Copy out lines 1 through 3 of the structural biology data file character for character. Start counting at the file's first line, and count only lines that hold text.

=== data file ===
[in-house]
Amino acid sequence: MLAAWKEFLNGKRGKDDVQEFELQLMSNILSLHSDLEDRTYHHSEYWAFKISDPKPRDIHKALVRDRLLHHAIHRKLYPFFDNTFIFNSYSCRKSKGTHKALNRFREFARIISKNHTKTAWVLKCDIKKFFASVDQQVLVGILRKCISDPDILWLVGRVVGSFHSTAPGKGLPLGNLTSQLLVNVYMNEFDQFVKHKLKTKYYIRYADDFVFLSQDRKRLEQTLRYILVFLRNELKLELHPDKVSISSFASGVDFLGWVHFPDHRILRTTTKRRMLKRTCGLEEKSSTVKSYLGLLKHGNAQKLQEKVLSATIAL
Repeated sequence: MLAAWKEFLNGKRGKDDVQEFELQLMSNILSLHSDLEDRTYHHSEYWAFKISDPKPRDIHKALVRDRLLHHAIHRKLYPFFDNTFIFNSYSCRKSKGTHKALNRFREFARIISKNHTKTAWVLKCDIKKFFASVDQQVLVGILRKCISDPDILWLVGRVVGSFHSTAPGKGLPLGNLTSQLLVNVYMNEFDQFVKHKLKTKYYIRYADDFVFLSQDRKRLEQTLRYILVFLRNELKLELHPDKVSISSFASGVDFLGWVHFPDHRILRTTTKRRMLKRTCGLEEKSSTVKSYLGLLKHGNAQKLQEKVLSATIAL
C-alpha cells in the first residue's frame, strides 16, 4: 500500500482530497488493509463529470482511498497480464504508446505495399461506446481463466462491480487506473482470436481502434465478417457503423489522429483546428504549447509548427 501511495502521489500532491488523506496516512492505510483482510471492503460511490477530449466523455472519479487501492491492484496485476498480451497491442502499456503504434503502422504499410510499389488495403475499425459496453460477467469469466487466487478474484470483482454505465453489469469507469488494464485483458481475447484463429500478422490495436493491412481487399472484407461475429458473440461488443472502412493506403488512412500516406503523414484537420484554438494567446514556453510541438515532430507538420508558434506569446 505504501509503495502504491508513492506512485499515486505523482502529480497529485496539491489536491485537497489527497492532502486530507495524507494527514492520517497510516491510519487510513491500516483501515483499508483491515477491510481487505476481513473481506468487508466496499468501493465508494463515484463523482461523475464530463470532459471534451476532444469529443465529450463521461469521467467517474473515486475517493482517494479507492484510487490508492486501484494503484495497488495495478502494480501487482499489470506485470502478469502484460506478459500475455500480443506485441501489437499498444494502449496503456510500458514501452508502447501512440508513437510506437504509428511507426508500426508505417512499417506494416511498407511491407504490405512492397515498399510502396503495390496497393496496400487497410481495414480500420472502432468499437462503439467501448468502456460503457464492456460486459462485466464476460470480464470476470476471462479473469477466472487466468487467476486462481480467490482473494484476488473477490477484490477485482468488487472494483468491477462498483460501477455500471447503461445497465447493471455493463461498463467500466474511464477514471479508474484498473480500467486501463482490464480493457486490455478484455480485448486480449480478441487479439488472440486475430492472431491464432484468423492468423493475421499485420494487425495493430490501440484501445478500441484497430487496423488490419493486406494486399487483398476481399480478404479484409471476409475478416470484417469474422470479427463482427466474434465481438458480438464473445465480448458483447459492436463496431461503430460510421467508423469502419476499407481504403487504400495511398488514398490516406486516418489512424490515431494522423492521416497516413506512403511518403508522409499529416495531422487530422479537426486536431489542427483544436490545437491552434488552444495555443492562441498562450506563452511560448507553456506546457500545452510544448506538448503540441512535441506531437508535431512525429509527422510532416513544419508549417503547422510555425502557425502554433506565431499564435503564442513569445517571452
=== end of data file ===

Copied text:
[in-house]
Amino acid sequence: MLAAWKEFLNGKRGKDDVQEFELQLMSNILSLHSDLEDRTYHHSEYWAFKISDPKPRDIHKALVRDRLLHHAIHRKLYPFFDNTFIFNSYSCRKSKGTHKALNRFREFARIISKNHTKTAWVLKCDIKKFFASVDQQVLVGILRKCISDPDILWLVGRVVGSFHSTAPGKGLPLGNLTSQLLVNVYMNEFDQFVKHKLKTKYYIRYADDFVFLSQDRKRLEQTLRYILVFLRNELKLELHPDKVSISSFASGVDFLGWVHFPDHRILRTTTKRRMLKRTCGLEEKSSTVKSYLGLLKHGNAQKLQEKVLSATIAL
Repeated sequence: MLAAWKEFLNGKRGKDDVQEFELQLMSNILSLHSDLEDRTYHHSEYWAFKISDPKPRDIHKALVRDRLLHHAIHRKLYPFFDNTFIFNSYSCRKSKGTHKALNRFREFARIISKNHTKTAWVLKCDIKKFFASVDQQVLVGILRKCISDPDILWLVGRVVGSFHSTAPGKGLPLGNLTSQLLVNVYMNEFDQFVKHKLKTKYYIRYADDFVFLSQDRKRLEQTLRYILVFLRNELKLELHPDKVSISSFASGVDFLGWVHFPDHRILRTTTKRRMLKRTCGLEEKSSTVKSYLGLLKHGNAQKLQEKVLSATIAL